Peter Beinart vs. the American Jewish community

Polemics and analyses which represent nothing more than preconceived anti-Israel conclusions in search of supporting evidence are nothing new at the Guardian Group.  Nonetheless, the absence of empirical evidence in Peter Beinart’s attempt to support his claim, in an essay at ‘The Observer’ (sister paper of the Guardian) on Jan. 12, ‘Jewish Americans may be increasingly disenchanted with Netanyahu. But their priorities lie elsewhere, is still quite striking.

Beinart, the former New Republic editor who recently re-invented himself as a Jew who’s ashamed of Israel’s stubborn refusal to unilaterally declare peace in the ‘new Middle East’, and thus allow his delicate conscience to escape the unbearable social weight of Zionist vigilance against Palestinian intransigence, seemed determined to convince the Guardian coven that he’s in the vanguard of an unstoppable Jewish progressive revolt against Jerusalem.

Characteristically, Beinart spends no time reflecting upon what the terms “right” and “left” denote in the current political context – and seems breezily unconcerned with the messy nuances of Israel’s pragmatic consensus forged by the sobering failures of Oslo, the dangerous results of an illusory land for peace strategic calculus, and Islamism’s regional ascendancy.

To the marginal Beinart-style Jewish left, moral enlightenment means never having to prove your a priori progressive advantages over your more “tribalist” coreligionists.

His posturing begins thus:

“In Israel, public discourse is moving right.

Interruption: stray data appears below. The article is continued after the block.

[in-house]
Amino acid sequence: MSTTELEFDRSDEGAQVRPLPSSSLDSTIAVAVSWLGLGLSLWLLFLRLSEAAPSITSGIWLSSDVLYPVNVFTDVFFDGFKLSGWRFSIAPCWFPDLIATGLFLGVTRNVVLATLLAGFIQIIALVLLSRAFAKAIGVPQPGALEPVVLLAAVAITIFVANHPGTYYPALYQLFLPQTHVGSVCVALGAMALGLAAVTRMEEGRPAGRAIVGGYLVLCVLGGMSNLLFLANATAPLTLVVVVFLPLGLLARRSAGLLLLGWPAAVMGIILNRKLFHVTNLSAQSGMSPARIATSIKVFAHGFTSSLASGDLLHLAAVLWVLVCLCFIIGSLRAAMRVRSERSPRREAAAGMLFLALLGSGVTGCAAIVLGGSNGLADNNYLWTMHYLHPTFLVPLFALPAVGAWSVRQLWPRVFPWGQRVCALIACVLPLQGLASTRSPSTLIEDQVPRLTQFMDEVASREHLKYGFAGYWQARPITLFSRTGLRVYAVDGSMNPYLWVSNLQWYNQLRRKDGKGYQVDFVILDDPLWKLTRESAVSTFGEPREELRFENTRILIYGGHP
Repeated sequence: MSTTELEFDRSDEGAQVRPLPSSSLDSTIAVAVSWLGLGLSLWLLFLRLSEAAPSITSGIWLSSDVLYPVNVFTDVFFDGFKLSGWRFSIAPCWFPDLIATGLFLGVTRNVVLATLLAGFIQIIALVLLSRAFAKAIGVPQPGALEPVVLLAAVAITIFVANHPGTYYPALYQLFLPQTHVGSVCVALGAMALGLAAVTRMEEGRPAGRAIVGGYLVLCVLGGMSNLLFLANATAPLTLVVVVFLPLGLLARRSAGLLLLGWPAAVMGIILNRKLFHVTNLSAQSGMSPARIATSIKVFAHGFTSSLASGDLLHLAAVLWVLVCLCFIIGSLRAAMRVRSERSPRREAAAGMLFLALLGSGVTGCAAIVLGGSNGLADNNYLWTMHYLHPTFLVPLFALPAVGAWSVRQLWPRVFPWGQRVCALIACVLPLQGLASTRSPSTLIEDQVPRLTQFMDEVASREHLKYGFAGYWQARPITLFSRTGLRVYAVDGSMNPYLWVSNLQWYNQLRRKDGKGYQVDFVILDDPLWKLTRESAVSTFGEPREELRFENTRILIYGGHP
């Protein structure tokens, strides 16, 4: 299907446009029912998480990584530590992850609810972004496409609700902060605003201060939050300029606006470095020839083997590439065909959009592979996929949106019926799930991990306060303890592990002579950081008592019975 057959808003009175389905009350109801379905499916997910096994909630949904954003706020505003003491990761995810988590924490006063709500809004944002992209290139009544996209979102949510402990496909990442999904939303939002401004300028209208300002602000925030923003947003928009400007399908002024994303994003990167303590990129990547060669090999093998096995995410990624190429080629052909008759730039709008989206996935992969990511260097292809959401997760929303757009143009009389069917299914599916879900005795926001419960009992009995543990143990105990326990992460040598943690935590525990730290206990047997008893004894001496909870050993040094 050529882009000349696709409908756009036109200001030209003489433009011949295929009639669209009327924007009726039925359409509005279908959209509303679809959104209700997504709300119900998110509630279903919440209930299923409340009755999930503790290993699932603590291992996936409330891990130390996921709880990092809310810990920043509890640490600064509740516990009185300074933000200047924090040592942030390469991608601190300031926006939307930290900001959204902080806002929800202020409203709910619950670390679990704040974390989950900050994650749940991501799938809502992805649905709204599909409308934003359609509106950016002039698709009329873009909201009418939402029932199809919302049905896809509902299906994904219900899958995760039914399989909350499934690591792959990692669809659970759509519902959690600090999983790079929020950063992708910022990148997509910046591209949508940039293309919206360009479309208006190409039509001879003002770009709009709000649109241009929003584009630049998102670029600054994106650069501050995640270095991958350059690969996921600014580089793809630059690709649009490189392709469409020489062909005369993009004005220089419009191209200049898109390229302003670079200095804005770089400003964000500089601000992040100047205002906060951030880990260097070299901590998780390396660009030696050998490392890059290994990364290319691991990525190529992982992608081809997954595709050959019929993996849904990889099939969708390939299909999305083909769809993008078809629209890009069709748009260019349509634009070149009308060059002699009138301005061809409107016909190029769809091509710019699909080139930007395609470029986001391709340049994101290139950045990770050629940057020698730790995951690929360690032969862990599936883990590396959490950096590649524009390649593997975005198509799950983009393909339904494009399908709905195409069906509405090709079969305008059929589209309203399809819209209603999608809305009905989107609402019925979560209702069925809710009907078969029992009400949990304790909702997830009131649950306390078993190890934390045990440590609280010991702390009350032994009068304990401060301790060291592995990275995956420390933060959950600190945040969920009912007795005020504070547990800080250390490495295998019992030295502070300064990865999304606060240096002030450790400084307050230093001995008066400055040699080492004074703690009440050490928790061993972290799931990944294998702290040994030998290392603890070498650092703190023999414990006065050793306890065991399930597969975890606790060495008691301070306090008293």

In Jewish America, by contrast, public discourse about Israel is moving left. You can see it in the increasingly harsh criticism of Binyamin Netanyahu‘s government by mainstream Jewish commentators such as New York Times columnist Thomas Friedman and New Yorker editor David Remnick.

Are many of these liberal, relatively secular Jews, especially in the younger generation, uncomfortable with Israel’s current drift? Yes”

However, the political sensibilities of most American Jews have long since drifted away from the increasingly irrelevant intellectual echo-chamber which Beinart imputes so much significance – most having long ago steered their URL clear of such New York establishment media institutions.

Contrary to Beinart’s fanciful wishes, the Zionist sensibilities of most American Jews have not wavered.

A 2012 poll by Lutz Global, on behalf of CAMERA, found continuing, deep support for Israel and a “strong belief in Israel’s commitment to peace efforts and apprehension about its existential situation.” Survey respondents similarly expressed strong support for Israel’s right to self-defense and fierce opposition to those (such as Beinart) who endorse BDS against the Jewish state – with 71% opposing boycotts against Israel, and 68% opposing a boycott of products made in cities beyond the green line.

 A full 85% agreed that Israel ‘is right to take threats to its existence seriously,’ and that Israel’s concerns are neither “irrational’ nor overstated”.